Small frightened animals

maus

6 million is the figure that springs to mind first when I start thinking about the Holocaust, but try as I might I can’t seem to find exactly where this figure comes from.  Conservative estimates range from just under 6 million, right up to a staggering 26 million depending on your definition.  What’s fairly certain though is that these figures don’t include those who died indirectly as a result of the Holocaust years, or maybe even decades later.  The suicides.  The broken hearts.  Nor do these figures give any idea of the number of people who struggled with the fall out of the Holocaust to the end of their natural lives, often having an impact on their children and loved ones.

In 1992 American cartoonist Art Spiegelman won a Pulitzer Prize for his graphic novel, Maus.  Spiegelman interviewed his father Vladek, a Polish Jew who survived Auschwitz, about his experiences with the aim of turning them into a graphic novel.  Tricky stuff this, the Holocaust doesn’t really lend itself easily as a subject for a cartoonist.  Spiegelman made the decision to portray the characters in the story as animals, the Jews are mice, the Nazis are cats, and the Americans are dogs.  There is no human or sub-human here, just small animals helping or terrorizing each other arbitrarily.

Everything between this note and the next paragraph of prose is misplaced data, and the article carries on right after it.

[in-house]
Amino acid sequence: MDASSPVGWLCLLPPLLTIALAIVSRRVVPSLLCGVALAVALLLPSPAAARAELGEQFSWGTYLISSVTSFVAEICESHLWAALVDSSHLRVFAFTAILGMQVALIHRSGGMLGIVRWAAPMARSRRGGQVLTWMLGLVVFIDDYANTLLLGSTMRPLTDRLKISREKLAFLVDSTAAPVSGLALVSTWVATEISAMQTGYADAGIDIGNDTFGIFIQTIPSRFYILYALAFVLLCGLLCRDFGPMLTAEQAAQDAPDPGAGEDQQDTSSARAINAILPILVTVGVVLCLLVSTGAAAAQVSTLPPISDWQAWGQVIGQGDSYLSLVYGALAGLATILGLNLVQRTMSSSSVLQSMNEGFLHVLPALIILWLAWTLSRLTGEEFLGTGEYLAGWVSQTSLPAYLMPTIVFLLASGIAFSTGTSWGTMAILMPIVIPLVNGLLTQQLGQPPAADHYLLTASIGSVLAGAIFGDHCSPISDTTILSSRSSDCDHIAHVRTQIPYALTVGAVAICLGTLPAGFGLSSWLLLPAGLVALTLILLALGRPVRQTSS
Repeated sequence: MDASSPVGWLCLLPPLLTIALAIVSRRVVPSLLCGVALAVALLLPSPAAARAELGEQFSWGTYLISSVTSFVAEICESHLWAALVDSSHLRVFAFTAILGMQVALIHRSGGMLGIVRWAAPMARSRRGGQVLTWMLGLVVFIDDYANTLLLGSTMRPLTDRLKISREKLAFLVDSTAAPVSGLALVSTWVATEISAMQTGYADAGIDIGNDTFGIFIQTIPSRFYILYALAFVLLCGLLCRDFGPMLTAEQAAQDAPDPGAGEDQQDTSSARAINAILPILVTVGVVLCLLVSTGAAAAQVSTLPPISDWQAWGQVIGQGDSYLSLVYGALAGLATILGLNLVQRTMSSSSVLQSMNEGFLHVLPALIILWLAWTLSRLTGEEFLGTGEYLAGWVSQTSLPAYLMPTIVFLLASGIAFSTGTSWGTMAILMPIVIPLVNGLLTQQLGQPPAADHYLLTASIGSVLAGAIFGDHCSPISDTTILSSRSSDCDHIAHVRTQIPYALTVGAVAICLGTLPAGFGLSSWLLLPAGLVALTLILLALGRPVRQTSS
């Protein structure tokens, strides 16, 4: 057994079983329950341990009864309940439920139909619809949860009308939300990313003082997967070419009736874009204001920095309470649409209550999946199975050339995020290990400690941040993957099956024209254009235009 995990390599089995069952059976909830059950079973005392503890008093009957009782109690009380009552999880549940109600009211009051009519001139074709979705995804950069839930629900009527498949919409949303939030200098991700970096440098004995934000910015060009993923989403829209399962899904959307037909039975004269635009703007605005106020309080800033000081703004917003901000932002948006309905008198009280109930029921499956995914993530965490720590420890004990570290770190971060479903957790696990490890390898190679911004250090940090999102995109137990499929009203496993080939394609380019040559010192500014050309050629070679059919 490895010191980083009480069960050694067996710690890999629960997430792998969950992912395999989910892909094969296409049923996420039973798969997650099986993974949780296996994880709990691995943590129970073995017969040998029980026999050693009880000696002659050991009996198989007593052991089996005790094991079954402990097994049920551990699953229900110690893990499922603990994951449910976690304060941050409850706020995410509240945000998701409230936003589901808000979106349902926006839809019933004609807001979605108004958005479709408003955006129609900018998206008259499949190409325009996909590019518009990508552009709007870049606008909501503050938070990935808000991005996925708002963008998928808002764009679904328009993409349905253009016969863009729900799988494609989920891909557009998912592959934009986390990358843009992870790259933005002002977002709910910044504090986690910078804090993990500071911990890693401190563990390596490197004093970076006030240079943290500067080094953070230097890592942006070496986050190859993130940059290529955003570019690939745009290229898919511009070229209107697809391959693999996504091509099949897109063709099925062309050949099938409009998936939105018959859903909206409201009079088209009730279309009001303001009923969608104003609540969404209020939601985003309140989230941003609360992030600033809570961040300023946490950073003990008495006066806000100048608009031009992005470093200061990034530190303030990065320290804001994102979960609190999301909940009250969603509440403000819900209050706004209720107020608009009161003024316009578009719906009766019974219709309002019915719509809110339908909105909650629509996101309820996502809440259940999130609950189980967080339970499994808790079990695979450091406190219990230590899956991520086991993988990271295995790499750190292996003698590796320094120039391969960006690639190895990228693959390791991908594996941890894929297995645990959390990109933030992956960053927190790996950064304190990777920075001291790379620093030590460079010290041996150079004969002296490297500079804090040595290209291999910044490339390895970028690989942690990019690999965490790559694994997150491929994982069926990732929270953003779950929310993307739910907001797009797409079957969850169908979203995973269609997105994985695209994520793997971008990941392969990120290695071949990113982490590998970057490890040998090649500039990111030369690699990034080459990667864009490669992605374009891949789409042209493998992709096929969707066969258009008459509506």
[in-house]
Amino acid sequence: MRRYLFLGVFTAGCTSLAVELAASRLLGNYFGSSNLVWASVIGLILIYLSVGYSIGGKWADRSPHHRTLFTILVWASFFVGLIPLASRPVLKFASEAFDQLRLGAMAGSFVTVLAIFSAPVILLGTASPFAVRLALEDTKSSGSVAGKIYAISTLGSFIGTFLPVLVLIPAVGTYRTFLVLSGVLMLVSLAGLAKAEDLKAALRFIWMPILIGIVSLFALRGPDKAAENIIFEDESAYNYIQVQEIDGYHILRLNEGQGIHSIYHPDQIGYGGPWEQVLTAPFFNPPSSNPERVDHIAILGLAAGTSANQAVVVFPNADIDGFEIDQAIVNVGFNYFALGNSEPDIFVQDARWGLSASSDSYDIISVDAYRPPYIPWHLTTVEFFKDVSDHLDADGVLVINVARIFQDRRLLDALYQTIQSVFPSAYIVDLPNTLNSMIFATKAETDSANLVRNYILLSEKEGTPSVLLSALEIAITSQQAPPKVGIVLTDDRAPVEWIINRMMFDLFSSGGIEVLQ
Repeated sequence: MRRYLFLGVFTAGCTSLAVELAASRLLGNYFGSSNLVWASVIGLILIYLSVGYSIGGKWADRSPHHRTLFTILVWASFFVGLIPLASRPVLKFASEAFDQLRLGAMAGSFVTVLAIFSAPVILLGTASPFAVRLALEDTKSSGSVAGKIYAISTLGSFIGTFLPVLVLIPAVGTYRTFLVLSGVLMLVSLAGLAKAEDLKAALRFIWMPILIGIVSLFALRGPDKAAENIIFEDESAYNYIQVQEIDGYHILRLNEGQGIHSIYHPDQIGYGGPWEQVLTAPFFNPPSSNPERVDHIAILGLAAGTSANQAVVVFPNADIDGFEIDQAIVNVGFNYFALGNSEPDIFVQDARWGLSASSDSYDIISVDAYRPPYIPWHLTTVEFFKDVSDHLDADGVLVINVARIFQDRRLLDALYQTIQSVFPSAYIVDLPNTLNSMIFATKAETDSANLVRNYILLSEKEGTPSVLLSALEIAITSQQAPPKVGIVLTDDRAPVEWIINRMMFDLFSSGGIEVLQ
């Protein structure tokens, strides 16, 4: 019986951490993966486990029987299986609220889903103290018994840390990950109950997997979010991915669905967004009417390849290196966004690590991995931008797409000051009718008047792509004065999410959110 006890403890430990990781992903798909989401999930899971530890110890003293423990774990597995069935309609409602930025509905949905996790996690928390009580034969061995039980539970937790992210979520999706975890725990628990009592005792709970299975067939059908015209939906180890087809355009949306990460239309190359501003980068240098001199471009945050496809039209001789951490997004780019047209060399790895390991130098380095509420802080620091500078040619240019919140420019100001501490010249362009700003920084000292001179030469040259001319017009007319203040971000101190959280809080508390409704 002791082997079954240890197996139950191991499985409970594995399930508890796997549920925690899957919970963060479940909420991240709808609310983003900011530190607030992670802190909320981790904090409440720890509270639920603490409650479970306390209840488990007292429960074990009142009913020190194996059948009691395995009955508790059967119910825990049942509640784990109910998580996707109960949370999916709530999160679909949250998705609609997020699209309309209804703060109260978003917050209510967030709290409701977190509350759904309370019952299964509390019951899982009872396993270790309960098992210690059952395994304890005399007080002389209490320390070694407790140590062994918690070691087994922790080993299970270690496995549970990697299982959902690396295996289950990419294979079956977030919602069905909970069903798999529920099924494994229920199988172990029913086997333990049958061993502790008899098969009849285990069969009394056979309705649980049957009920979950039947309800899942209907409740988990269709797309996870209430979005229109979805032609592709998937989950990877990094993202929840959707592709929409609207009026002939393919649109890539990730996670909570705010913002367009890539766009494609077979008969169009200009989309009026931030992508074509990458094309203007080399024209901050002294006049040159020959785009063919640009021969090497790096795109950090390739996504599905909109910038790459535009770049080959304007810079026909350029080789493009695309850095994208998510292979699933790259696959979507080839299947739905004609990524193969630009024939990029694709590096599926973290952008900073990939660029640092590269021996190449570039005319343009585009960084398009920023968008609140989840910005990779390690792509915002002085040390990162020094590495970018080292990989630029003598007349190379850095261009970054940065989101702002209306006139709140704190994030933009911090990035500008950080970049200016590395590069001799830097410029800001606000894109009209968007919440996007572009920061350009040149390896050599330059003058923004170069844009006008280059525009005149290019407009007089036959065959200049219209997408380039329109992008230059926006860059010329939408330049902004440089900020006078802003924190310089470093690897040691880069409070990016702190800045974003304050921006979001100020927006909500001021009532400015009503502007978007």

What is fascinating about Maus is that is more than just the story of  Vladek’s experiences during the war.  Maus becomes the story of how the Holocaust continued to effect him even as an old man in America, and how this in turn had an impact on Art Spiegelman himself.  Vladek’s foibles are want to drive his young son insane, he is stubborn, tight fisted with money to the extent that Art complains his father fulfills the stereotype of the money grabbing old Jew.  Vladek is unable to see any little useless thing go to waste; picking up bits of wire off the street, trying to return opened boxes of cereal to the supermarket.  Added to all of that is the nightmares and the sadness, even after surviving Auschwitz and losing their first son in a ghetto liquidation Vladek’s wife Antje committed suicide in 1968.

Suddenly it becomes clear that the legacy of the Holocaust outlasts its original victims.  Art Spiegelman himself spent time in a mental institution, dealing with his own problems, but no doubt with those of his parents looming large.  Maus is more than just a graphic novel to entertain and educate, it’s a book that helps to get out the story of the children of the survivors, and for Art Spiegelman surely a form of therapy to deal with his troubled family history.

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